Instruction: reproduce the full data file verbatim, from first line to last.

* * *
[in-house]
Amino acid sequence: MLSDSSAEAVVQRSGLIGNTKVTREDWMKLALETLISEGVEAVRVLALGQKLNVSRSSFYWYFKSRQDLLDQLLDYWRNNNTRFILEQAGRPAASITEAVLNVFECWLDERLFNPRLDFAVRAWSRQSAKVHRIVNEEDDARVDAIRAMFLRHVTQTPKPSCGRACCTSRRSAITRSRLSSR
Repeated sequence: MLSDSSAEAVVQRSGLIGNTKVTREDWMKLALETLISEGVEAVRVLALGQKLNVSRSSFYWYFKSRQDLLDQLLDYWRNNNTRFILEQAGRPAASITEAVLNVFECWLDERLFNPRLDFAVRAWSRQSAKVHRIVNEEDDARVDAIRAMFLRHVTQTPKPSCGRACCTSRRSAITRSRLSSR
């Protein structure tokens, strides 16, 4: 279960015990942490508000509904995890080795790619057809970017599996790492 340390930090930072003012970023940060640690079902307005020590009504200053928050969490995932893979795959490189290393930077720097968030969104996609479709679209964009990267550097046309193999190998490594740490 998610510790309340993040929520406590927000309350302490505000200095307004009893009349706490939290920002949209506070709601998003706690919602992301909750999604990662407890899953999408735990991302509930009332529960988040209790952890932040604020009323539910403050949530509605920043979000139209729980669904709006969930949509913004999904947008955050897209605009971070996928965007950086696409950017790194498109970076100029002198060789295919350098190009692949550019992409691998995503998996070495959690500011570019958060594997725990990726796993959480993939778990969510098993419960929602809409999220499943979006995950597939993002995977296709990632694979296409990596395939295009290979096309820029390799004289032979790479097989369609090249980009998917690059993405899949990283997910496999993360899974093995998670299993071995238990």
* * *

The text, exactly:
[in-house]
Amino acid sequence: MLSDSSAEAVVQRSGLIGNTKVTREDWMKLALETLISEGVEAVRVLALGQKLNVSRSSFYWYFKSRQDLLDQLLDYWRNNNTRFILEQAGRPAASITEAVLNVFECWLDERLFNPRLDFAVRAWSRQSAKVHRIVNEEDDARVDAIRAMFLRHVTQTPKPSCGRACCTSRRSAITRSRLSSR
Repeated sequence: MLSDSSAEAVVQRSGLIGNTKVTREDWMKLALETLISEGVEAVRVLALGQKLNVSRSSFYWYFKSRQDLLDQLLDYWRNNNTRFILEQAGRPAASITEAVLNVFECWLDERLFNPRLDFAVRAWSRQSAKVHRIVNEEDDARVDAIRAMFLRHVTQTPKPSCGRACCTSRRSAITRSRLSSR
């Protein structure tokens, strides 16, 4: 279960015990942490508000509904995890080795790619057809970017599996790492 340390930090930072003012970023940060640690079902307005020590009504200053928050969490995932893979795959490189290393930077720097968030969104996609479709679209964009990267550097046309193999190998490594740490 998610510790309340993040929520406590927000309350302490505000200095307004009893009349706490939290920002949209506070709601998003706690919602992301909750999604990662407890899953999408735990991302509930009332529960988040209790952890932040604020009323539910403050949530509605920043979000139209729980669904709006969930949509913004999904947008955050897209605009971070996928965007950086696409950017790194498109970076100029002198060789295919350098190009692949550019992409691998995503998996070495959690500011570019958060594997725990990726796993959480993939778990969510098993419960929602809409999220499943979006995950597939993002995977296709990632694979296409990596395939295009290979096309820029390799004289032979790479097989369609090249980009998917690059993405899949990283997910496999993360899974093995998670299993071995238990």